Finally! I have a set of pipes that sounds great! These are HD Dyna mufflers that are fully baffled (like a lot of riders I know) with no straight through component. While the EX500 engine will always have a higher pitch because of the engine configuration, these pipes give it a much louder, throatier sound WITHOUT complaints from my HD owning friends and neighbors!! The first ones I have had a lot of feedback on, telling that most people like them, but like I have mentioned, they sounded a bit like a Grizzly sized Harley breathing helium! These Dyna pipes are sweet. Sounds like a real bike, but not rattling any window panes or eardrums. I did set in amongst a pack of HD's the other day though, and I finally got to hear mine while there!!
Now, we install them just about the same way we did the others with a few simple changes. The HD mufflers use a mounting system where the mufflers bolt to a frame, that sort of bolts up to the bike. The Dyna part numbers are: 65747-94. At least one person emailed me that they got a great set for $35! I paid a little more, but these are almost new. Still cheap, as they cost HD drivers around $300+ EACH to replace!! And that's OEM equipment! NOW, do you remember one of the reasons we ride Kawi's???
Here is a picture of the muffler (the same model is used for both sides. The way we will mount them, the bolts all go inward! You can get a slash set, but make sure that the slash side will point OUT when on YOUR bike, not on the original!! That means they have to be mirror images of each other.
Notice the slot with the hole? That is where we will use a "carriage" type bolt to mount the bracket. The round head (shown in next picture) goes down into the hole midway along the slot, and the square neck of the bolt, just below the head, stops it from turning as you tighten or loosen the nut. I advise you to wait and get the mufflers first and THEN get the bolts. I got some from the HD dealer but they were too long and I hate cutting plated bolts so that rust has a better chance! Plus, the ones I have were a little loose when used with a 1/4" bolt, and too tight for a 5/16". I finally used a 5/16" set and opened the slot a couple of strokes of a bastard file. (No, I am not mad at the file, that's what their called!) Here is a better view of the whole muffler. See the clean inside?
And below are the bolts, washers and nut I used to fasten them on. The chrome strap was just a generic I picked up at a HD dealer, but just about every bike parts and accessories catalog has them. I used one about 9" long and had to drill the hole in one end, but with that long slot to adjust with for different lengths, it could be inches longer or shorter. Whatever you come up with should work fine. The red bolt is an 8mm metric that fits into the holes used for mounting the original mufflers. You know me and my "keep it original" ways by now!
Here is what the strap looks like with the carraige bolt ready to insert into the hole, and slide along the slot to the best adjustment point. Make sure and snug it up so ther isn't too much room more than the width of the strap, BEFORE putting it in the slot, or it will be hard to hold the square neck part in the slot to keep the bolt from turning when you tighten it !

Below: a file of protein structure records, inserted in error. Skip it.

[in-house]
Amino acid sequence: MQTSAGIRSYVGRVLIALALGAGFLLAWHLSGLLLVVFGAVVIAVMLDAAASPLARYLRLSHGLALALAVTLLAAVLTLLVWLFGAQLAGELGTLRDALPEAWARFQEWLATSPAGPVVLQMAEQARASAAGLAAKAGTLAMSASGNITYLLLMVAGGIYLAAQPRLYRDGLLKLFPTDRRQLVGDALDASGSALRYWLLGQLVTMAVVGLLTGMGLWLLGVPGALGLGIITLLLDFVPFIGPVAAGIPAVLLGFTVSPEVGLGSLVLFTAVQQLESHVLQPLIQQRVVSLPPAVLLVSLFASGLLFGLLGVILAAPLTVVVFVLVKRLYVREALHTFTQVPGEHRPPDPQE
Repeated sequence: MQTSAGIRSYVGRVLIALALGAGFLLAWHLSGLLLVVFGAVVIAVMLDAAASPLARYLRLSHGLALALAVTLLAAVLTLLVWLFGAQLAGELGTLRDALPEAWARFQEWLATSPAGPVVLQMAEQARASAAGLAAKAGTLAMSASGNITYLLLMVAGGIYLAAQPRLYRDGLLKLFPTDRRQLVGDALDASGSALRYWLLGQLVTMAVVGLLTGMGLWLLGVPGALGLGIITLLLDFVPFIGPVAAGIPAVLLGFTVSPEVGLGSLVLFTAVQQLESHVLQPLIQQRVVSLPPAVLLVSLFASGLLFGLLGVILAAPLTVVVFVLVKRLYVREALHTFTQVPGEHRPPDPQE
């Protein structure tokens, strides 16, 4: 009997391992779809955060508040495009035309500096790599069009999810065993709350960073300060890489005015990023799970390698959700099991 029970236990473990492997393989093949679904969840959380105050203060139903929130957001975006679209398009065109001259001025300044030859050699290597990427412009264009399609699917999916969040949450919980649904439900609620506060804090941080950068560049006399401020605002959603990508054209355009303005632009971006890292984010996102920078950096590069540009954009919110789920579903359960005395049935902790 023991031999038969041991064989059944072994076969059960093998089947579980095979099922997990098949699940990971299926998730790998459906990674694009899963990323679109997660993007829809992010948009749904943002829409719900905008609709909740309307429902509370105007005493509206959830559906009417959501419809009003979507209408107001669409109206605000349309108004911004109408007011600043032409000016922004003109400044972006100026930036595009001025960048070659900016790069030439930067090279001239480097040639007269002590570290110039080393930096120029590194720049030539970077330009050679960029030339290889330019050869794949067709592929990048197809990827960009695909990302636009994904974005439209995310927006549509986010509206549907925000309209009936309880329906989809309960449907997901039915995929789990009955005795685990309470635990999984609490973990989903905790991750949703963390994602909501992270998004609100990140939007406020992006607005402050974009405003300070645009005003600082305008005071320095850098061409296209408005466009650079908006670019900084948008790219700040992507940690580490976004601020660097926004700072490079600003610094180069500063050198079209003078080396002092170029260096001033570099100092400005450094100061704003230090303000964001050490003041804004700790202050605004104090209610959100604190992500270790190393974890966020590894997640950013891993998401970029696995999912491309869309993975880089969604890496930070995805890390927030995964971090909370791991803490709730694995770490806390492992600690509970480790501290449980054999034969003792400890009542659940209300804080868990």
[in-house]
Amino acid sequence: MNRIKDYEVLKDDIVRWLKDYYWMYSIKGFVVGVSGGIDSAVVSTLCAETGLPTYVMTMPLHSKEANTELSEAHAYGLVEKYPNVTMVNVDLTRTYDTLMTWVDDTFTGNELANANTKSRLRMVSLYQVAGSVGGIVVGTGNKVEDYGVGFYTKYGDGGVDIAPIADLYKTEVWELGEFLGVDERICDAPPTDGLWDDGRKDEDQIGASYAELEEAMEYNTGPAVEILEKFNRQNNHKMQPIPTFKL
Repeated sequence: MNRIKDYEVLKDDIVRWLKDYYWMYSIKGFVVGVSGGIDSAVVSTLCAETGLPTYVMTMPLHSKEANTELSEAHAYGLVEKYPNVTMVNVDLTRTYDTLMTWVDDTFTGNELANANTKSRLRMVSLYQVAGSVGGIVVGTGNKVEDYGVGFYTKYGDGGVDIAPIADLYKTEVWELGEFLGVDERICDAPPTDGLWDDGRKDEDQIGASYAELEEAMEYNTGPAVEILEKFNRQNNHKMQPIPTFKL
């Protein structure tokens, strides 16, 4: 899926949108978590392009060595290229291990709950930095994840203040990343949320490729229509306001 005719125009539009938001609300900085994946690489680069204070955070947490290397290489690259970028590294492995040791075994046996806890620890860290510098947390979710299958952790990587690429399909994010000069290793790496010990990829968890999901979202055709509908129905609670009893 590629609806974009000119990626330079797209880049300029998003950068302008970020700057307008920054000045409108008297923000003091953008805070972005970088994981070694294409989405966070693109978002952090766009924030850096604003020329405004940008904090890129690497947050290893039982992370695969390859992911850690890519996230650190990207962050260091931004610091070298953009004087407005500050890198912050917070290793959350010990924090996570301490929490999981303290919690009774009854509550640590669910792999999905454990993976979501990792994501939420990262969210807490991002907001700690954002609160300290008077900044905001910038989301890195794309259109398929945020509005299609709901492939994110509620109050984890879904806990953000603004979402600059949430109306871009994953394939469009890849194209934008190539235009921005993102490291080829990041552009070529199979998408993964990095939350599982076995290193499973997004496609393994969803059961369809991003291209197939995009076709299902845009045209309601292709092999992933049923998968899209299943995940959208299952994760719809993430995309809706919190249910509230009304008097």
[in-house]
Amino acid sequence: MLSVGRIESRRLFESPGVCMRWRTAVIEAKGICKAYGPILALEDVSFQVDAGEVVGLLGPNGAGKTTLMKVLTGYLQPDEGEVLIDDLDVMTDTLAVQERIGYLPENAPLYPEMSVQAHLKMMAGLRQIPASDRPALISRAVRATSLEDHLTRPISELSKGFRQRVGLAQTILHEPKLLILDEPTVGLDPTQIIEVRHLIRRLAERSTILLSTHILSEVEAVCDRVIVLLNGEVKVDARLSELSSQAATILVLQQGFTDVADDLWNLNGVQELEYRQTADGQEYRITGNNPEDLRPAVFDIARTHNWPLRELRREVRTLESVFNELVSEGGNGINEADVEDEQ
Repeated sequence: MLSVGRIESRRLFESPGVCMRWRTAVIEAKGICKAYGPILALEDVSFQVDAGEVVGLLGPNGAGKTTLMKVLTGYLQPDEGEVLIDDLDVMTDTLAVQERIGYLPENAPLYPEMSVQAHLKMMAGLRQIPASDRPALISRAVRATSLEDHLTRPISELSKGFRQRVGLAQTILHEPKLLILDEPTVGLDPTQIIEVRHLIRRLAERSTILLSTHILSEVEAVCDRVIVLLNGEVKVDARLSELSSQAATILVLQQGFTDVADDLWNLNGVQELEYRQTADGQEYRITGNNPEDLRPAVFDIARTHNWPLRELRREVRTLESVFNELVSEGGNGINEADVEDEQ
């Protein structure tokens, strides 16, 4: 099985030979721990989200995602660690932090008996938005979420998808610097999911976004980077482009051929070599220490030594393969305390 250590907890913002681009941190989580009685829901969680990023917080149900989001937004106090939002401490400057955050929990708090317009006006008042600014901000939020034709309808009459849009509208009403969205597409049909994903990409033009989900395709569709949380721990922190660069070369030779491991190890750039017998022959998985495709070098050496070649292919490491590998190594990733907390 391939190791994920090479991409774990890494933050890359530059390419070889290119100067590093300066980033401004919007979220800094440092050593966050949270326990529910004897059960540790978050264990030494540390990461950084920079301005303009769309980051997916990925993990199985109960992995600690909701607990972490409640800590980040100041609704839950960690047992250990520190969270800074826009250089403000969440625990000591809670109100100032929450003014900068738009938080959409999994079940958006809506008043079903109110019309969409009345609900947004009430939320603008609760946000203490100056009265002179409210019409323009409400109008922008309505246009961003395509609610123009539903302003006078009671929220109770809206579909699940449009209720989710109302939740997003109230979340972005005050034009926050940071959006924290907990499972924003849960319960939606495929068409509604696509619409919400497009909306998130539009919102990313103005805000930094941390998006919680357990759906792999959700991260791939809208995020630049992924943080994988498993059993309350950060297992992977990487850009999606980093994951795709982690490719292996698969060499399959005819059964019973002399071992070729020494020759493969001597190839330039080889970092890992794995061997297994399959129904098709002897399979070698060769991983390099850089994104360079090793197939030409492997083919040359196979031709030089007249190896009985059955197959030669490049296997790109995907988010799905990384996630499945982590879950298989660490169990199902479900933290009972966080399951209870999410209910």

Here, I have snugged it into place but not tightened the bolt yet. I want to bolt the other end of the strap to the frame first, to make sure they are positioned where I want them, and then I will tighten the carriage bolt down later.
No matter which one you turn what way, one will show no markings and the other shows the label stamped in that states it belings on a Harley and is illegal to install on anything else! So is EVERY AFTER MARKET MUFFLER!! Who cares? It sounds great and about a fourth of the rumble, rattle and roll of HD's! (with the same muffler!)
Here we have bolted the bracket to the back frame mount, but you can use either one depending on the angle you want, and the length of bracket stock you use. Just slide the carriage bolt along the slot until you like it, and cinch 'er down!
Please excuse all the dirt you see. The Wannabeabigbike and me ride a lot, and only I bathe frequently! (that's my story and I'm stickin to it!) I modify her to death, ride her close to mine sometimes, but polishing and stuff ain't for me untill I just CAN'T do anything else. That's why I love chrome. A little sunshine and everyone is so blinded they can't see the dirt!
This picture shows the muffler end of the clamp tightened down and ready to finish.
I put the clamps (Heavy duty, from almost any catalog) on with the ears mounted up this time as I just installed the Scootworks lowering kit (Wow! Does that make a difference in the way it sits! Love it! Just doesn't go on quite as easy as they say! A mod story on that to come, OTHER than the sad tale at the home page start! One thing about mods, you have to REMEMBER you did them!!) These ears will be twisted towards the inside where they are hard to see, and then covered with some generic (again) chrome heat sheilds. I used two heat shields from two different companies, because the Harley dealer had one each and made me a bocou deal on them. After taking them out of the two competing company's packaging (OURS is better!!), I couldn't tell them apart!! Kind of like the generic air in cans used for cleaning dust off computers! (A company called BlowOff actually makes about 90% of them and just labels them for different companies. Sometimes with a different can or color top, but the same product just the same!) I used the same adapters I made in the first part of this mod, for the JC Whitney pipes.
Looks ugly so far, huh? Well, we'll fix 'er!!
Here is what we have when it has those competing heat shields in place. Not bad, even if I do say so myself! And of course, I do, as I am writing this and get to it I want to. I hadn't twisted the mounting clamp ears back out of sight yet because I am working on some stuff (more mods!) underneath, and didn't want to wait to take the pictures.
OK, we done. Go and sin no more!! Just ride, cowboy, ride!!!
AND, hear yourself do so for a change!!!!
Here is a link to the Photobucket sound file. It actually sounds a little louder and a lot deeper than what the camera captured, but it's close!